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Scientist selected for Nobel Laureate meeting

Media release
May 16, 2008

IRL young scientist selected for Nobel Laureate meeting

A young researcher at Industrial Research Limited (IRL) has been selected to attend a prestigious meeting in Germany which brings together Nobel prize winners with young scientists.

James Storey – who is undertaking post-doctoral research in high temperature superconductivity (HTS) at IRL -– is one of only two New Zealand students who will be attending. He will join around 500 students from all over the world chosen to attend the event, held each year since 1951 in the southeastern German city of Lindau, on Lake Constance.

“I’m sure all scientists dream of one day making a discovery of worldwide significance.
This is a fantastic opportunity to meet and learn from researchers who have done just that”, he says. “I am both excited and proud to be representing New Zealand at this meeting.”

Each year, the meeting focuses on a specific scientific discipline and this year’s is dedicated to physics. Around 20 Nobel Laureates will be attending and and the students will have a chance to talk to them during informal group discussions. The meeting, which takes place between 29 June and 4 July, also includes panel discussions and lectures by the Laureates.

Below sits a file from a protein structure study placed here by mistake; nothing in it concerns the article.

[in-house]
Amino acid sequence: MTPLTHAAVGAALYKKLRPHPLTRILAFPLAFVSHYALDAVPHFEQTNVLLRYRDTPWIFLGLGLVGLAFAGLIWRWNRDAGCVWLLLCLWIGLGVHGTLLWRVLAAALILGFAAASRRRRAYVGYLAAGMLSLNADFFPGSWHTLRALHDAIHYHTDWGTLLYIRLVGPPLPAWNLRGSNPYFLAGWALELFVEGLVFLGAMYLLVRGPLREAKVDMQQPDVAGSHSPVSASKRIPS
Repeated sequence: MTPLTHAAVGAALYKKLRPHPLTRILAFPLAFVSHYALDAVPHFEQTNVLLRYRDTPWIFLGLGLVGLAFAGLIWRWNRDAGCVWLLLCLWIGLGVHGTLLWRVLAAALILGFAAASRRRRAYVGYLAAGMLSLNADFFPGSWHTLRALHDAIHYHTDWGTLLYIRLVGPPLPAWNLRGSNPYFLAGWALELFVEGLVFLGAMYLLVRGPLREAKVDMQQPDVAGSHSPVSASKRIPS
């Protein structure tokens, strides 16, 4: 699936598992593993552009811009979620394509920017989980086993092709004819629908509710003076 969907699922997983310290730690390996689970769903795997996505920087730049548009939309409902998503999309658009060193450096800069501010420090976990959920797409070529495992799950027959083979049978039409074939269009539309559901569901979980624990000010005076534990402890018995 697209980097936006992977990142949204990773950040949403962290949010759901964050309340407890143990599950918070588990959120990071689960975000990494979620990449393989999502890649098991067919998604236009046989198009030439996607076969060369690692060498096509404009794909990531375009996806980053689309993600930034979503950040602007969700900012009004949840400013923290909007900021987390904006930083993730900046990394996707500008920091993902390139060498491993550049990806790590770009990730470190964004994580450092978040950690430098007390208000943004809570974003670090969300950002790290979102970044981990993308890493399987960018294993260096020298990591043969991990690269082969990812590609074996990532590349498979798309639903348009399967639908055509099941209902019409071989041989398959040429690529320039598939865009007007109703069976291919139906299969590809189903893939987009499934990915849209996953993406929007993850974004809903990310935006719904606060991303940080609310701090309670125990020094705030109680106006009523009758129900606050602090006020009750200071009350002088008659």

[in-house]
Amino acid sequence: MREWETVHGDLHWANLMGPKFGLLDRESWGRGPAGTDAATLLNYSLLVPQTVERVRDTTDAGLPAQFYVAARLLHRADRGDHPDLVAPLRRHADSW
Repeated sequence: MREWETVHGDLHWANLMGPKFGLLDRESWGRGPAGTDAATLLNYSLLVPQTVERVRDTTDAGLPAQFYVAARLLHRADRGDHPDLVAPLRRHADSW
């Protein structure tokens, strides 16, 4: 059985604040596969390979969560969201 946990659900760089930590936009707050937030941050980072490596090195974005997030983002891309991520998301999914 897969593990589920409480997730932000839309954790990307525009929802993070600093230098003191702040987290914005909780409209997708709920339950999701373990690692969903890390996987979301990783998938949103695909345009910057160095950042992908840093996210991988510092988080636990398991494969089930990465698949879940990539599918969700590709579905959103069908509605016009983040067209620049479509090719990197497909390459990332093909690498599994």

The Royal Society of New Zealand is responsible for selecting the New Zealand students, who are then subject to endorsement by the Lindau meeting organisers.

Peter Gilberd of the Royal Society says the selectors are looking for people who are enthusiastic about science in general and their work in particular.

“This is a wonderful opportunity for these young scientists to form networks that they can use in their current and future research and we look for good communicators and people who will be good representatives for New Zealand.”

James has been with IRL for five years and his current research involves performing computational studies and thermopower measurements on HTS conductors.

After attending the Lindau meeting, James will be going to further his post-doctoral research in Cambridge, England.


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